University of Maine officials on Saturday said they had a “robust” plan to combat the coronavirus as students return to the Orono campus Monday, just days after the university announced that three students had tested positive for COVID-19.

All three students are quarantined in Orono, officials said Saturday, and all three are either asymptomatic or experiencing only mild symptoms. Two of the students share an off-campus apartment, and the third lives in a fraternity house.

Contact tracing is underway for those who may have encountered the students while they were infected. Another 15 students have been identified as possible exposures and are being tested, until results arrive, they’re in isolation, officials said.

“COVID is among us, and it’s a powerful reminder that we have to live with its unpredictability while putting in place all of the measures we can,” University of Maine President Joan Ferrini-Mundy said of the new cases on Saturday, speaking during a virtual news conference with other university officials.

UMaine is welcoming its students back to campus starting Monday, and Ferrini-Mundy said the school had implemented a “very robust public health campaign” with precautions that are “science-based” and “mandatory.” Before joining UMaine in 2018, Ferrini-Mundy, whose academic background is in mathematics, was the chief operating officer of the National Science Foundation.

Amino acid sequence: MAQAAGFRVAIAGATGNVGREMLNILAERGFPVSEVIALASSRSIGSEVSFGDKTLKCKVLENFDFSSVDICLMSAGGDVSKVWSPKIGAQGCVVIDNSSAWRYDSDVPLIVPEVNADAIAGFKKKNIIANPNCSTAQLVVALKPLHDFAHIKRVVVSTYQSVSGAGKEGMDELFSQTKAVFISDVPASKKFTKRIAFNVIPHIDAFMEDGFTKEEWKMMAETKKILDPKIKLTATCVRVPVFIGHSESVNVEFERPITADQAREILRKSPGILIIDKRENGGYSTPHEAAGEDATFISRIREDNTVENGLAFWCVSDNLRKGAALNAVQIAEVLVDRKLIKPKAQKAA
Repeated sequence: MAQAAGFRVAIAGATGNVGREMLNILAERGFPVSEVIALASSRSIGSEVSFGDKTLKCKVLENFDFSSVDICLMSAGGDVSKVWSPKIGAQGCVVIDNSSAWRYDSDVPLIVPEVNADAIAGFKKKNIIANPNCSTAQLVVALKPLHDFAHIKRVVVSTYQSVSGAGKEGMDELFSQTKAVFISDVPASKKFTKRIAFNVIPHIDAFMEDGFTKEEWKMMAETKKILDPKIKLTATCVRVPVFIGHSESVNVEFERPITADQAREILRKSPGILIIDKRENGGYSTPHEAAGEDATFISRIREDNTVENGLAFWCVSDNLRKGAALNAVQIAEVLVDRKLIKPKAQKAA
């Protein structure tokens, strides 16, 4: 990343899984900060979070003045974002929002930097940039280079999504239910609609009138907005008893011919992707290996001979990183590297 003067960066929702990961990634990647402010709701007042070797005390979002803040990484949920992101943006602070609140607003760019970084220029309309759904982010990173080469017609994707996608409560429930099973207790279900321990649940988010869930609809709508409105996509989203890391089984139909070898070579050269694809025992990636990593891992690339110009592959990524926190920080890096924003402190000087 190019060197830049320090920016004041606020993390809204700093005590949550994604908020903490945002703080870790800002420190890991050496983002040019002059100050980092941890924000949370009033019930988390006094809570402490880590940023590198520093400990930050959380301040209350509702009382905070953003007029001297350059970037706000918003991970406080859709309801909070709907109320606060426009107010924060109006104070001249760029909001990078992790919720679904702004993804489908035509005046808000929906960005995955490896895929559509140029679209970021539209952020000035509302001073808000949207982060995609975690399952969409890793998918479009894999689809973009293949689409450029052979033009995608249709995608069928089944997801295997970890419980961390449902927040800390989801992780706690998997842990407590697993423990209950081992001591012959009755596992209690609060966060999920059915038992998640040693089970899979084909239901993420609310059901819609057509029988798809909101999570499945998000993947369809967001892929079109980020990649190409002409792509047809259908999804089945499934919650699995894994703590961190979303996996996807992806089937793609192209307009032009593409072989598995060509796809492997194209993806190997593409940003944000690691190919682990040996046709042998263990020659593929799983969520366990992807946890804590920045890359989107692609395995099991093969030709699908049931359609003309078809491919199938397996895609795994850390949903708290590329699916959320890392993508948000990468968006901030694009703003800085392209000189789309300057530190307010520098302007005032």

This fall, 2,982 students are expected to live in UMaine residence halls, compared to 3,480 students on average in pre-pandemic years, according to Executive Director of Public Affairs Dan Demeritt. Three hundred thirty beds have been left empty for use as isolation or quarantine spaces.


On arriving at campus, students will go to a screening tent where they’ll be swabbed and receive wristbands indicating they’ve been tested for COVID-19, university officials said Saturday. Face masks will be mandatory for faculty, staff and students on campus – except at home – and more than 5,000 community members have signed a “Black Bear pact” to follow safety guidelines during the pandemic, Ferrini-Mundy said.

Fall plans vary widely among Maine’s institutions of higher education. Colby College in June announced plans to bring students back to campus, as well, with an aggressive testing regime and the option to take classes remotely for students who want to. Bowdoin College, however, said the same month that it would keep about two-thirds of students home and hold most classes remotely.

The University of New England plans to bring students back, with the requirement that they provide a negative COVID-19 test taken within 72 hours of their arrival on campus.

Bates College also will reopen to students in the fall, though the plan has sparked opposition from community members, including more than two dozen faculty members, who believe coming back to campus “poses a risk of serious injury or death,” according to an online petition signed by more than 200 people.

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